What is Colorectal Cancer?
The colon and rectum are parts of the large intestine and the digestive system. The colon absorbs water and nutrients and passes waste (stool) to the rectum.
Colon and rectal cancers are grouped together as colorectal cancer because these organs are made of the same tissues and there isn’t a clear boundary between them.
How does colorectal cancer start?
Let’s start with some of the basics and go from there.
Polyps in the colon or rectum
Most colorectal cancers start as a growth on the inner lining of the colon or rectum. These growths are called polyps.
Some types of polyps can change into cancer over time (usually taking many years), but it is important to note that not all polyps become cancerous.
The chance of a polyp changing into cancer depends on the type of polyp it is. There are 2 main types of polyps:
- Adenomatous polyps (adenomas): These polyps sometimes change into cancer. Because, adenomas are often a pre-cancerous condition that later turn into cancer.
- Hyperplastic polyps and inflammatory polyps: These polyps are the more common type of polyp. Generally speaking, they are not pre-cancerous. They are usually found in people with an inflammatory bowel disease (IBD) such as ulcerative colitis.
Other factors that can make a polyp more likely to contain cancer or increase someone’s risk of developing colorectal cancer include:
- If a polyp larger than 1 cm is found
- If more than 2 polyps are found, or;
- If dysplasia is seen in the polyp after it is removed. Note: Dysplasia is another pre-cancerous condition. It means there is an area in a polyp or in the lining of the colon or rectum where the cells look abnormal, but they don’t look like true cancer cells.
How does colorectal cancer spread?
If cancer forms in a polyp, it can grow into the wall of the colon or rectum over time. The wall of the colon and rectum is made up of many layers. Colorectal cancer starts in the innermost layer called the mucosa, and can grow outward through some or all of the other layers of the colon or rectum.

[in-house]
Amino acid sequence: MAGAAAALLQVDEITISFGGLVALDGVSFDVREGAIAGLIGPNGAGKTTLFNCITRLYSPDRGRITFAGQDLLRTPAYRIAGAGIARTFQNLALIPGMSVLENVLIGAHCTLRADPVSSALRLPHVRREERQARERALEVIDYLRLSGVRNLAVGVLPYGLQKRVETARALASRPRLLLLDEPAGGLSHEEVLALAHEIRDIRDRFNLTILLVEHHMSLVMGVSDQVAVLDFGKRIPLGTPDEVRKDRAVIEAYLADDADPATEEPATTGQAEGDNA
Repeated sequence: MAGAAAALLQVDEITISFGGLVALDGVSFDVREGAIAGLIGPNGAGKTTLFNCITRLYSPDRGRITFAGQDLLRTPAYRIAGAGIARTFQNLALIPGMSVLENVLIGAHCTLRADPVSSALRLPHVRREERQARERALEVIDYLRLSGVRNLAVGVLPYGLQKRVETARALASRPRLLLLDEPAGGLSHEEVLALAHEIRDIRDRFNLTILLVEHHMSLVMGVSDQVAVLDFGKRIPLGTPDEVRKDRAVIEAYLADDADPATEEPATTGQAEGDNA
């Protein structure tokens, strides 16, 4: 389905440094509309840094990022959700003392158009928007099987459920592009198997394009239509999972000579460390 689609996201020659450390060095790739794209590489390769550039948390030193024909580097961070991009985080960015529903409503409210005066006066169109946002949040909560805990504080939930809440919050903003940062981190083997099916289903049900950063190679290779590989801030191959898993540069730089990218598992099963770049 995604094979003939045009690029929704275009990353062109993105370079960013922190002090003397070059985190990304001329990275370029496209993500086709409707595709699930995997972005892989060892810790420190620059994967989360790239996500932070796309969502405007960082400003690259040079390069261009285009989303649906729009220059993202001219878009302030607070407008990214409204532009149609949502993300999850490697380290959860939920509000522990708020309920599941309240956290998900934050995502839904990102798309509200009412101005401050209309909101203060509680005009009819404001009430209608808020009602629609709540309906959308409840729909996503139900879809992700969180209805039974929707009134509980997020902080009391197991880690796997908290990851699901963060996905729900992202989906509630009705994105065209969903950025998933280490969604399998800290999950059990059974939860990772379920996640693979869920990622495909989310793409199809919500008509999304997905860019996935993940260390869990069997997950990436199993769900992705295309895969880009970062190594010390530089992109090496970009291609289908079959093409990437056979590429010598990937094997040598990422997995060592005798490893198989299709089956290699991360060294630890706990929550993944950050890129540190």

When cancer cells are found in the wall of the colon or rectum they can then spread into the blood vessels or lymph nodes. From there, the cancer cells can travel to nearby or to distant parts of the body.
The stage(s) of cancer refer to the spread or extent of a cancer within your body. In the case of colorectal cancers it depends on how deeply it has grown into the wall of the colon or rectum, and if it has spread outside the colon or rectum. If this happens you will hear the doctor use the term “metastasize”.
The different types of cancer found in the colon and rectum
Adenocarcinomas make up about 96% of colorectal cancers. These cancers start in cells that make mucus to lubricate the inside of the colon and rectum.
When doctors talk about colorectal cancer, they are almost always talking about this type of cancer. Some sub-types of adenocarcinoma, such as signet ring and mucinous, may have a worse prognosis.
Other, less common types of tumors can start in the colon and rectum, too. These include:
- Squamous cell carcinoma, which is treated like anal cancer
- Neuroendocrine tumor (NET)
- Soft tissue sarcoma, such as leiomyosarcoma
- Gastrointestinal stromal tumor (GIST)
- Non-Hodgkin lymphoma, such as MALT lymphoma
Non-cancerous tumors of the colon or rectum
A non-cancerous or benign tumor of the colon or rectum is a growth that does not spread. Besides the polyps described earlier, some non- cancerous forms may also include:
- Hamartoma, also called a hamartomata’s polyp, can form in many parts of the body, including the colon or rectum.
- Lipoma starts in fat cells and can form anywhere in the body where there are fat cells, including the colon and rectum.
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